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Evaluation of Antidiabetic Effects of the Traditional Medicinal Plant Gynostemma pentaphyllum and the Possible Mechanisms of Insulin Release.

Lokman EF, Gu HF, Wan Mohamud WN, Östenson CG - Evid Based Complement Alternat Med (2015)

Bottom Line: Opening of ATP-sensitive potassium (K-ATP) channels by diazoxide and inhibition of calcium channels by nifedipine significantly decreased insulin response to GP.Conclusion.The antidiabetic effect of GP is associated with the stimulation of insulin release from the islets.

View Article: PubMed Central - PubMed

Affiliation: Department of Molecular Medicine and Surgery, Karolinska Institutet, Karolinska University Hospital, SE-171 76 Stockholm, Sweden ; Diabetes and Endocrine Unit, Cardiovascular, Diabetes and Nutrition Research Centre (CDNRC), Institute for Medical Research, Jalan Pahang, 50588 Kuala Lumpur, Malaysia.

ABSTRACT
Aims. To evaluate the antidiabetic effects of Gynostemma pentaphyllum (GP) in Goto-Kakizaki (GK) rat, an animal model of type 2 diabetes, and to investigate the mechanisms of insulin release. Methods. Oral glucose tolerance test was performed and plasma insulin levels were measured. Results. An oral treatment with GP (0.3 g/kg of body weight daily) for two weeks in GK rats improved glucose tolerance versus placebo group (P < 0.01). Plasma insulin levels were significantly increased in the GP-treated group. The insulin release from GP-treated GK rats was 1.9-fold higher as compared to the control group (P < 0.001). GP stimulated insulin release in isolated GK rat islets at high glucose. Opening of ATP-sensitive potassium (K-ATP) channels by diazoxide and inhibition of calcium channels by nifedipine significantly decreased insulin response to GP. Furthermore, the protein kinase A (PKA) inhibitor H89 decreased the insulin response to GP (P < 0.05). In addition, GP-induced insulin secretion was decreased after preincubation of GK islets with pertussis toxin to inhibit exocytotic Ge proteins (P < 0.05). Conclusion. The antidiabetic effect of GP is associated with the stimulation of insulin release from the islets. GP-induced insulin release is partly mediated via K-ATP and L-type Ca(2+) channels, the PKA system and also dependent on pertussis toxin sensitive Ge-protein.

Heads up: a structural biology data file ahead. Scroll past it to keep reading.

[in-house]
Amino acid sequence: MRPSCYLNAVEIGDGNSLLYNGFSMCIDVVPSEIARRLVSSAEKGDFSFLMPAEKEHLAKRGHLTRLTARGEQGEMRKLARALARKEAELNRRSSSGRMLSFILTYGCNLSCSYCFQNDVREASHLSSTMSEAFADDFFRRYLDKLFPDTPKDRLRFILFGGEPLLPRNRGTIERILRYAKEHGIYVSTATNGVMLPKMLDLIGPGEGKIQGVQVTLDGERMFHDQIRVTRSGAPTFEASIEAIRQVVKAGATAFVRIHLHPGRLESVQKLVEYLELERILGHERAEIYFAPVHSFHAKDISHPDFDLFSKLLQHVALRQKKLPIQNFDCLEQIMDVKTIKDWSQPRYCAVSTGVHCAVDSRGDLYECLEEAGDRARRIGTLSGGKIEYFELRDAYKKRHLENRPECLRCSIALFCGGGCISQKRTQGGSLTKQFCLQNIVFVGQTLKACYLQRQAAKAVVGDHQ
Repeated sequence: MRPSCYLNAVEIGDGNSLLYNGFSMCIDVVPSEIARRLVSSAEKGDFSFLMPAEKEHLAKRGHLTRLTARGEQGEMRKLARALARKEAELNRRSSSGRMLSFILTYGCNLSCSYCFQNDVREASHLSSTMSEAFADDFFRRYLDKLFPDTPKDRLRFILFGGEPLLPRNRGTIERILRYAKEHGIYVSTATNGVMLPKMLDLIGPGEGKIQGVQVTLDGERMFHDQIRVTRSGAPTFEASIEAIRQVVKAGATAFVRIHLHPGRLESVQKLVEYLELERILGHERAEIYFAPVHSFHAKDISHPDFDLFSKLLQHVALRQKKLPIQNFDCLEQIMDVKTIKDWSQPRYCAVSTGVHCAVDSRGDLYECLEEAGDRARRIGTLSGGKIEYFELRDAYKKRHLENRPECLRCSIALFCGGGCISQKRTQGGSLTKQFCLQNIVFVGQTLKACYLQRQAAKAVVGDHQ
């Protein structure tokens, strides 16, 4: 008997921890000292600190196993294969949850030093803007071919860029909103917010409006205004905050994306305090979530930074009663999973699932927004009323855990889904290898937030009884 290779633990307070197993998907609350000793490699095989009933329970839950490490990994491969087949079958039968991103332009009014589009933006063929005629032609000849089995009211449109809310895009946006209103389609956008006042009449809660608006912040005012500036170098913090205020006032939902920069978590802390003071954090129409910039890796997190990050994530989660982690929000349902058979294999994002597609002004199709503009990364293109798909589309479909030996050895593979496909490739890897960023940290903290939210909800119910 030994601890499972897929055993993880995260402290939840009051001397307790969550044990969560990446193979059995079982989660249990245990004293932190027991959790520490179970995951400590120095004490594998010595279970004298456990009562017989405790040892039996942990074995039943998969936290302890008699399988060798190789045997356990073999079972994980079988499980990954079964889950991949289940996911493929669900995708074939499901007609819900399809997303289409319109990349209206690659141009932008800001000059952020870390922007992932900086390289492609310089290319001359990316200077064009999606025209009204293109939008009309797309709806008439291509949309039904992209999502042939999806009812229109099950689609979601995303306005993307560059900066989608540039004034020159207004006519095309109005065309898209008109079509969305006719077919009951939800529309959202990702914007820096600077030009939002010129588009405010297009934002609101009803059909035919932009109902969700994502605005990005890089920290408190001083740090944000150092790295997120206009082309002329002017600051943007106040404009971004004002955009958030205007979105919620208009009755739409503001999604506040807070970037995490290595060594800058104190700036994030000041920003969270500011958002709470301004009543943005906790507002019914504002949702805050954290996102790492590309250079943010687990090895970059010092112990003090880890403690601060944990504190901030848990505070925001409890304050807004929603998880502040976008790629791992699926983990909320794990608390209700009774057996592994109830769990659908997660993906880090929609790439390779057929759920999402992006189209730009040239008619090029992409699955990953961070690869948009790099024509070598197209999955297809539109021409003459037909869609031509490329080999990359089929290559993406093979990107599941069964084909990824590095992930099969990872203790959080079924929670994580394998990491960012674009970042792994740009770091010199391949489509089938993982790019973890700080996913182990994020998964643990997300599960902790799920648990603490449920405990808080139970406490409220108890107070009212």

No MeSH data available.


Related in: MedlinePlus

(a) The effects of treatment with Gynostemma pentaphyllum (GP) (0.3 g/kg of body weight) in GK rat (n = 5) on (a) blood glucose level in the oral glucose tolerance test, GP-treated (—) or placebo (—), (b) area under the glucose curves in the oral glucose tolerance test ∗∗P < 0.01, GP versus Placebo. (c) Plasma insulin levels in GP-treated group compared to placebo group at 0, 30, and 120 min in the oral glucose tolerance test. ∗∗P < 0.01 (GP-treated group versus placebo group at 0 min), ∗∗∗P < 0.001 (GP-treated group versus placebo group at 30 and 120 min resp.). (d) Insulin secretion ∗∗∗P < 0.001 (when compared with the placebo group at 16.7 mM glucose). All data are presented as means ± SEM and analyzed using unpaired t-test.
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fig1: (a) The effects of treatment with Gynostemma pentaphyllum (GP) (0.3 g/kg of body weight) in GK rat (n = 5) on (a) blood glucose level in the oral glucose tolerance test, GP-treated (—) or placebo (—), (b) area under the glucose curves in the oral glucose tolerance test ∗∗P < 0.01, GP versus Placebo. (c) Plasma insulin levels in GP-treated group compared to placebo group at 0, 30, and 120 min in the oral glucose tolerance test. ∗∗P < 0.01 (GP-treated group versus placebo group at 0 min), ∗∗∗P < 0.001 (GP-treated group versus placebo group at 30 and 120 min resp.). (d) Insulin secretion ∗∗∗P < 0.001 (when compared with the placebo group at 16.7 mM glucose). All data are presented as means ± SEM and analyzed using unpaired t-test.

Mentions: At baseline (day 0), glucose tolerance test was similar in both placebo and treatment groups with the area under the curves (AUCs) for glucose during 120 min (0–120 min) being 883.5 ± 63.4 versus 955.5 ± 74.1 mM, respectively. However, after two-week treatment with GP, glucose tolerance was significantly improved. The mean blood glucose levels at 120 min were found to decrease in the treated group as compared to the placebo group (11.0 ± 1.1 versus 13.9 ± 1.1 mM, resp.) (Figure 1(a)) with AUCs (0–120 min) being 639.6 ± 38.5 versus 842.4 ± 43.8 mM (P < 0.01) (Figure 1(b)). Plasma insulin levels after GP treatment were significantly increased both at 0 min (P < 0.01) and after glucose stimulation at 30 and 120 min (P < 0.001) when compared with the control group (Figure 1(c)). The body weights of GP- and placebo-treated GK rats showed comparable increase from day 0 to day 14 (data not shown).